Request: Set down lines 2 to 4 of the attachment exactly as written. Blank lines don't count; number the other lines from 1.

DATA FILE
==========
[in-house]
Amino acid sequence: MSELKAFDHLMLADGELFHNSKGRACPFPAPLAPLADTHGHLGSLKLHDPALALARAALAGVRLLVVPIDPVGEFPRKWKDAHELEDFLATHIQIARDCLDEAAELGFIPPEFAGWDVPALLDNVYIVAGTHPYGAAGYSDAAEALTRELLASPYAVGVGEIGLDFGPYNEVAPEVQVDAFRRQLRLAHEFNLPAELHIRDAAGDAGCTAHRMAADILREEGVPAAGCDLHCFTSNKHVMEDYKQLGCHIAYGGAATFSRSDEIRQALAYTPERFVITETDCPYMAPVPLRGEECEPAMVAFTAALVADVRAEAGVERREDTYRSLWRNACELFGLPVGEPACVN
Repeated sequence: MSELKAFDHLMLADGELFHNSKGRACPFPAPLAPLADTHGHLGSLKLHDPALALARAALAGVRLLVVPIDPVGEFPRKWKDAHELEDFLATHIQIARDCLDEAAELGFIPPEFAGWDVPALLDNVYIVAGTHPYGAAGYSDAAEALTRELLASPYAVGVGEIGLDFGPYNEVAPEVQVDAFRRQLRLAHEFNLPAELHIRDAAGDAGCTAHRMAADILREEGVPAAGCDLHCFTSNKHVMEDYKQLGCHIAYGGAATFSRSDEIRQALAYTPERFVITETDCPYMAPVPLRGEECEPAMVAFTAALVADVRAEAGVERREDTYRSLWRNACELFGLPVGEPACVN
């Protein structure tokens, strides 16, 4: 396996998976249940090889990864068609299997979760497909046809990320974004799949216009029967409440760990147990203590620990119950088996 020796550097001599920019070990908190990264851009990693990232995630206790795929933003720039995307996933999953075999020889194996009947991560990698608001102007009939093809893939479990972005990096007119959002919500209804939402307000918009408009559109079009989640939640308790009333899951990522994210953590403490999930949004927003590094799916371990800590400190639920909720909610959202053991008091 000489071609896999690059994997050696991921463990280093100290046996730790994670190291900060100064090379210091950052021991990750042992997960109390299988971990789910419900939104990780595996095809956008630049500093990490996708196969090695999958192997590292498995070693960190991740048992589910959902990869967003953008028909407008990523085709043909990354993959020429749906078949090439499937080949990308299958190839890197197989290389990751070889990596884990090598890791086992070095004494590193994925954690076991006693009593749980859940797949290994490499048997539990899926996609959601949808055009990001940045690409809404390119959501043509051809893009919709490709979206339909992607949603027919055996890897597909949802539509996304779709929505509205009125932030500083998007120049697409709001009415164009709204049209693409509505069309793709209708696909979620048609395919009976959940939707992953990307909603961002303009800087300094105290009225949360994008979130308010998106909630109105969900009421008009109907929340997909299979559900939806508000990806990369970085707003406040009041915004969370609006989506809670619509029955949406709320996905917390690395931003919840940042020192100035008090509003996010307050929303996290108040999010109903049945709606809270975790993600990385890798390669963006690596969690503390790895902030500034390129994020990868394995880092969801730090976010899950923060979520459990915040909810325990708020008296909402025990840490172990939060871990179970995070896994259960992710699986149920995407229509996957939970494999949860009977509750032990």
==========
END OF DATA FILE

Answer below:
Amino acid sequence: MSELKAFDHLMLADGELFHNSKGRACPFPAPLAPLADTHGHLGSLKLHDPALALARAALAGVRLLVVPIDPVGEFPRKWKDAHELEDFLATHIQIARDCLDEAAELGFIPPEFAGWDVPALLDNVYIVAGTHPYGAAGYSDAAEALTRELLASPYAVGVGEIGLDFGPYNEVAPEVQVDAFRRQLRLAHEFNLPAELHIRDAAGDAGCTAHRMAADILREEGVPAAGCDLHCFTSNKHVMEDYKQLGCHIAYGGAATFSRSDEIRQALAYTPERFVITETDCPYMAPVPLRGEECEPAMVAFTAALVADVRAEAGVERREDTYRSLWRNACELFGLPVGEPACVN
Repeated sequence: MSELKAFDHLMLADGELFHNSKGRACPFPAPLAPLADTHGHLGSLKLHDPALALARAALAGVRLLVVPIDPVGEFPRKWKDAHELEDFLATHIQIARDCLDEAAELGFIPPEFAGWDVPALLDNVYIVAGTHPYGAAGYSDAAEALTRELLASPYAVGVGEIGLDFGPYNEVAPEVQVDAFRRQLRLAHEFNLPAELHIRDAAGDAGCTAHRMAADILREEGVPAAGCDLHCFTSNKHVMEDYKQLGCHIAYGGAATFSRSDEIRQALAYTPERFVITETDCPYMAPVPLRGEECEPAMVAFTAALVADVRAEAGVERREDTYRSLWRNACELFGLPVGEPACVN
């Protein structure tokens, strides 16, 4: 396996998976249940090889990864068609299997979760497909046809990320974004799949216009029967409440760990147990203590620990119950088996 020796550097001599920019070990908190990264851009990693990232995630206790795929933003720039995307996933999953075999020889194996009947991560990698608001102007009939093809893939479990972005990096007119959002919500209804939402307000918009408009559109079009989640939640308790009333899951990522994210953590403490999930949004927003590094799916371990800590400190639920909720909610959202053991008091 000489071609896999690059994997050696991921463990280093100290046996730790994670190291900060100064090379210091950052021991990750042992997960109390299988971990789910419900939104990780595996095809956008630049500093990490996708196969090695999958192997590292498995070693960190991740048992589910959902990869967003953008028909407008990523085709043909990354993959020429749906078949090439499937080949990308299958190839890197197989290389990751070889990596884990090598890791086992070095004494590193994925954690076991006693009593749980859940797949290994490499048997539990899926996609959601949808055009990001940045690409809404390119959501043509051809893009919709490709979206339909992607949603027919055996890897597909949802539509996304779709929505509205009125932030500083998007120049697409709001009415164009709204049209693409509505069309793709209708696909979620048609395919009976959940939707992953990307909603961002303009800087300094105290009225949360994008979130308010998106909630109105969900009421008009109907929340997909299979559900939806508000990806990369970085707003406040009041915004969370609006989506809670619509029955949406709320996905917390690395931003919840940042020192100035008090509003996010307050929303996290108040999010109903049945709606809270975790993600990385890798390669963006690596969690503390790895902030500034390129994020990868394995880092969801730090976010899950923060979520459990915040909810325990708020008296909402025990840490172990939060871990179970995070896994259960992710699986149920995407229509996957939970494999949860009977509750032990």